The second foundation for our enthusiasm in WebVR is simple: we believe that the web will make virtual reality better.

Early VR is amazing, but it has some frustrating limitations. Experiences need to be downloaded and installed. App stores and platform fragmentation limit volume and diversity of content. You’re probably out of luck if your friend doesn’t own the same headset as you. And if you want to build your own experiences you need a game developer skill set.

VR without the open web feels unnecessarily limited. It could be a revolution in computing. It feels today more like a revolution in console gaming.

Now imagine a more webby virtual reality. To experience a new VR world, you click a link, and the scene loads instantly. No install, no friction. The volume and diversity of content is astronomical because you’re accessing the full web with billions of units of content. The rest of your digital life is there as well, from Facebook to Twitter to the BBC.

You can access it regardless of the headset you own, or even have shared experiences with people who don’t own headsets. Your friend on a laptop types keystrokes that manifest giant typographic blocks smashing into the virtual ground around you, while a spectator watches the livestream on their iPhone.

All of this is beautiful and smooth because the web platform has gotten fast, driven by JavaScript engine arms races and several years of concerted effort to make browsers capable of high-performance 3D gaming. Perhaps most importantly, you can create and easily share these worlds yourself. The tools are open, the know-how is shared, and there there are no gatekeepers.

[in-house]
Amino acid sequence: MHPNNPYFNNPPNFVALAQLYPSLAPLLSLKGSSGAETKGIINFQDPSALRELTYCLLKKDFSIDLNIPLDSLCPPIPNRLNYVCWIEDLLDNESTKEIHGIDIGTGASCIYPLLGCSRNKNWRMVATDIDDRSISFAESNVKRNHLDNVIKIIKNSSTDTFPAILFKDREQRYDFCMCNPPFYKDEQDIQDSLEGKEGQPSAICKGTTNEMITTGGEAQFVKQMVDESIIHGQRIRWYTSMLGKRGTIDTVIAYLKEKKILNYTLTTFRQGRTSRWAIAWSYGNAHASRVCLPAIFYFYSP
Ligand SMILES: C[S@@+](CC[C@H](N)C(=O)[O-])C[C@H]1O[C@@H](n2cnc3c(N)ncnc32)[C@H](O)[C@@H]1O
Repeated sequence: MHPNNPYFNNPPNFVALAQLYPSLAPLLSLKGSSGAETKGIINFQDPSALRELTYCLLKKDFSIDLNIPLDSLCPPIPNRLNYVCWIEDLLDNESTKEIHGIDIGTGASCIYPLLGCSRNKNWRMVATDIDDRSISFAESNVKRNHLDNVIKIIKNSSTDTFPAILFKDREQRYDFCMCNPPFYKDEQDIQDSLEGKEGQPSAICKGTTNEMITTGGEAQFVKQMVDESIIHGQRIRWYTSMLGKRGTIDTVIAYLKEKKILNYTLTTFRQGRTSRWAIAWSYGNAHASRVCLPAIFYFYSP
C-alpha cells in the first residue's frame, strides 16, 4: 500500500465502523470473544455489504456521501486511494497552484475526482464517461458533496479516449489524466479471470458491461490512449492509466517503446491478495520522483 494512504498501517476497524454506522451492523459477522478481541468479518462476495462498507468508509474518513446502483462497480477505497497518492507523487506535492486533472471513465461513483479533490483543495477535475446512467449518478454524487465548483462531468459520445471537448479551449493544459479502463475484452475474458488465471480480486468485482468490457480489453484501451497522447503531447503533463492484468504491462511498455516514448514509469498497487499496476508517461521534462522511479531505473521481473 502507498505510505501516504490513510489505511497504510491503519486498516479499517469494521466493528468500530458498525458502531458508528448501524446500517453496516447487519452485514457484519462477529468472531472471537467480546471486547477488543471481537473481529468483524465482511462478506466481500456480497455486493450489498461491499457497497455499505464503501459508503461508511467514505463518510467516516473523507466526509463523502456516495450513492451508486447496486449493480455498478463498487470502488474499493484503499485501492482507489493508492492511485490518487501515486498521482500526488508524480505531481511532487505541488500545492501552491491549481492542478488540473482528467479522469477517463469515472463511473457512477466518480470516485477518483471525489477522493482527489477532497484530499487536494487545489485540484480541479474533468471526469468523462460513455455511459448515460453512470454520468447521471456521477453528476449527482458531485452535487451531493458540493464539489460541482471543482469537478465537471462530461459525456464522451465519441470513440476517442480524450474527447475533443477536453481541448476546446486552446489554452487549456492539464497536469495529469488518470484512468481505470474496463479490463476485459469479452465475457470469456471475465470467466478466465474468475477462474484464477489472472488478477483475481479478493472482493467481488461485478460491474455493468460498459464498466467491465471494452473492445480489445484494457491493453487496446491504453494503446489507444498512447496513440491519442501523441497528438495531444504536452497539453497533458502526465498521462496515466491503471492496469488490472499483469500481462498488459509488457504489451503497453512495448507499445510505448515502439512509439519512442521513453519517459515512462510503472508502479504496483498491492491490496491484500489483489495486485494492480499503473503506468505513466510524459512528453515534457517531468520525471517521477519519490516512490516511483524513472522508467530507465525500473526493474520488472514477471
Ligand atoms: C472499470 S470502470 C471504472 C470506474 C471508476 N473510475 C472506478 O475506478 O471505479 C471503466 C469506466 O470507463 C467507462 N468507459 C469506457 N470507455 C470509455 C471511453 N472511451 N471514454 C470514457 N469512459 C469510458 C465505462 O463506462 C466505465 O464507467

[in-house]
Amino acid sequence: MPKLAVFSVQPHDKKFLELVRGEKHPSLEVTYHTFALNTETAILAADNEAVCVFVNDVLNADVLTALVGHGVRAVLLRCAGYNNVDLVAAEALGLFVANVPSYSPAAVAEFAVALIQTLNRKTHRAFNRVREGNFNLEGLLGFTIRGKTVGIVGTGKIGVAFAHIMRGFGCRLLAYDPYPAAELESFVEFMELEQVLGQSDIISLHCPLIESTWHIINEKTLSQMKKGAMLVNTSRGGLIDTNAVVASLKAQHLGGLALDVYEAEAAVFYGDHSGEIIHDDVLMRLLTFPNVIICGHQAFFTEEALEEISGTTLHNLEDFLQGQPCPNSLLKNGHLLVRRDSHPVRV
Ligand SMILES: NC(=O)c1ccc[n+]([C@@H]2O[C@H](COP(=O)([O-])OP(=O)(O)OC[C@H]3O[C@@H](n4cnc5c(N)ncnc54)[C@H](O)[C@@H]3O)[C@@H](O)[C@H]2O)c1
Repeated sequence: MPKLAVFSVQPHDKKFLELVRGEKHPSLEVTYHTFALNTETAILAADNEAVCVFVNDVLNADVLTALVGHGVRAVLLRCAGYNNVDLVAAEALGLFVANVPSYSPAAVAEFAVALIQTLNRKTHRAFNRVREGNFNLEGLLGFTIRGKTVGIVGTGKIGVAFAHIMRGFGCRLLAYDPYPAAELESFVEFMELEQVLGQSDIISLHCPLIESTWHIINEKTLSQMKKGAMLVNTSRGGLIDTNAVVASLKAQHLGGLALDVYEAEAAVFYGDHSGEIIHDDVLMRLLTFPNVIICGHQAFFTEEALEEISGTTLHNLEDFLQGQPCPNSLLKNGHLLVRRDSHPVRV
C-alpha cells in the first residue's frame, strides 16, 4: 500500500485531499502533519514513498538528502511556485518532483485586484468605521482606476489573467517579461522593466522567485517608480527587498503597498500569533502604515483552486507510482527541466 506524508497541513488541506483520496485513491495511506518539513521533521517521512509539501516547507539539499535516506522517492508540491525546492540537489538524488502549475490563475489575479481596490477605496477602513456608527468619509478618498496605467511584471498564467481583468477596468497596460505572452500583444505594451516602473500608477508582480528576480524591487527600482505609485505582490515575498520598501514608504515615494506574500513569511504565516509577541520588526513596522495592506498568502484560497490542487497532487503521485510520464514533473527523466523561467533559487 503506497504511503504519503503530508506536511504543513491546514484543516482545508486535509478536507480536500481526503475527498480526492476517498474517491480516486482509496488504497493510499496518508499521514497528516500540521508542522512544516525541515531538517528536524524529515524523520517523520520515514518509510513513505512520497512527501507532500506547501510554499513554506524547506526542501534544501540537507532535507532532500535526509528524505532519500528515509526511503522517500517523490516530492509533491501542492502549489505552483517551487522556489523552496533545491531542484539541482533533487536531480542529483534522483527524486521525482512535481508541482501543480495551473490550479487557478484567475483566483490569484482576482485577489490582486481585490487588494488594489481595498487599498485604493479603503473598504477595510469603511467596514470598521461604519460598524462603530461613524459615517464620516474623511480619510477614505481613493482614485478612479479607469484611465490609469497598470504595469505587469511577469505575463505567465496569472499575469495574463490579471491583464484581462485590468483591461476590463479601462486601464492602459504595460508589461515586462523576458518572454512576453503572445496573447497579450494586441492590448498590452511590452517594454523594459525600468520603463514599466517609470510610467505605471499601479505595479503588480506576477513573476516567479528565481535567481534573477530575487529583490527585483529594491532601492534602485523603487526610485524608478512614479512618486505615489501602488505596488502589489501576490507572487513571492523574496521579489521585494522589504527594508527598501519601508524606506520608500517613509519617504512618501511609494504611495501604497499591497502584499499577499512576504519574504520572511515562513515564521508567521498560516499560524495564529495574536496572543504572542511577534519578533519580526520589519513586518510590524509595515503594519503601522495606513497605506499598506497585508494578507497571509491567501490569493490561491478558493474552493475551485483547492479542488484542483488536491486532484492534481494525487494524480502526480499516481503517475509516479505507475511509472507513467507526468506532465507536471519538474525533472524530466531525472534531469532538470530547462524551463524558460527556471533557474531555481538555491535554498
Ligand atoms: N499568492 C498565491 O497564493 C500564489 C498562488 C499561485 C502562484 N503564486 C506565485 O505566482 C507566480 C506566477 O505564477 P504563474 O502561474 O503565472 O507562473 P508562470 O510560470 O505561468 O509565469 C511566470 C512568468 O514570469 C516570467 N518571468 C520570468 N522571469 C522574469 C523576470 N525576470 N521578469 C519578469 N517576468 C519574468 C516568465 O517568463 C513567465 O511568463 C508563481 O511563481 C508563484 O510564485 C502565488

The great power of the web is emergence. Creative and complex solutions arising from simple building blocks and low friction conditions. By bringing emergence to virtual reality, while also connecting it with the rest of our digital lives, we believe the open web will be a catalyst for its maturation beyond narrow quasi-console-gaming origins into something much bigger.

Finally, our commitment to VR stems from a sense of strategic imperative.

The web today is more ubiquitous than ever, but you wouldn’t necessarily know it. On mobile, in particular, the web is hidden behind native apps, services and operating systems. It’s there, but it’s plumbing.

We believe the web is better when you can touch it directly, without intermediaries. Fast enough, capable enough, compelling enough. The imperative for those of us who love the web and want to see it flourish is to be proactive about embracing new technology early, ensuring that wherever there is a new frontier, the web is there from day one. And it is amazing.

We are extremely bullish about the next few years.

If we’re ever going to get the “metaverse” we’ve been promised by science fiction, we believe it will be built on the open web. In a sense, we’ve already done the hard part. The web is everywhere. Now we just have to step inside.


As product design lead for Mozilla VR, Josh Carpenter works full time on the design and development of the virtual reality open web. His background is in user experience design, motion graphics, and architectural visualization. He was previously the interaction design lead for Mozilla’s Firefox OS project. Tweet to Josh @joshcarpenter, learn more about Mozilla VR, and check out MozVR open source code on GitHub